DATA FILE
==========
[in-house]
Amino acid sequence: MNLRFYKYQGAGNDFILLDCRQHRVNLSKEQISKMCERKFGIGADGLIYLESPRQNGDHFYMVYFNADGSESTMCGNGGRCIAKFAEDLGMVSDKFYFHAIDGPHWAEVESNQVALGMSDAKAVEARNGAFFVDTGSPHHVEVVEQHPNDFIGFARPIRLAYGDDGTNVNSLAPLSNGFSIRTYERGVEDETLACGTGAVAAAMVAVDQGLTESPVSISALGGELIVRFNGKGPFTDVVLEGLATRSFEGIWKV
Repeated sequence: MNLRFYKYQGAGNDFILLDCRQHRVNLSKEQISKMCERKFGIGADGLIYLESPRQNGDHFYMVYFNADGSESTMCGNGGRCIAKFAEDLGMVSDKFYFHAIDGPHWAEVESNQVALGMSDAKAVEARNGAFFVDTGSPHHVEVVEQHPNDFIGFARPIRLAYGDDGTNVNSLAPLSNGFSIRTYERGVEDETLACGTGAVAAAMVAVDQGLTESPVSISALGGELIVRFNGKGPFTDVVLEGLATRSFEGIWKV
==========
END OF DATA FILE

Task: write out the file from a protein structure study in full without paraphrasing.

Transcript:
[in-house]
Amino acid sequence: MNLRFYKYQGAGNDFILLDCRQHRVNLSKEQISKMCERKFGIGADGLIYLESPRQNGDHFYMVYFNADGSESTMCGNGGRCIAKFAEDLGMVSDKFYFHAIDGPHWAEVESNQVALGMSDAKAVEARNGAFFVDTGSPHHVEVVEQHPNDFIGFARPIRLAYGDDGTNVNSLAPLSNGFSIRTYERGVEDETLACGTGAVAAAMVAVDQGLTESPVSISALGGELIVRFNGKGPFTDVVLEGLATRSFEGIWKV
Repeated sequence: MNLRFYKYQGAGNDFILLDCRQHRVNLSKEQISKMCERKFGIGADGLIYLESPRQNGDHFYMVYFNADGSESTMCGNGGRCIAKFAEDLGMVSDKFYFHAIDGPHWAEVESNQVALGMSDAKAVEARNGAFFVDTGSPHHVEVVEQHPNDFIGFARPIRLAYGDDGTNVNSLAPLSNGFSIRTYERGVEDETLACGTGAVAAAMVAVDQGLTESPVSISALGGELIVRFNGKGPFTDVVLEGLATRSFEGIWKV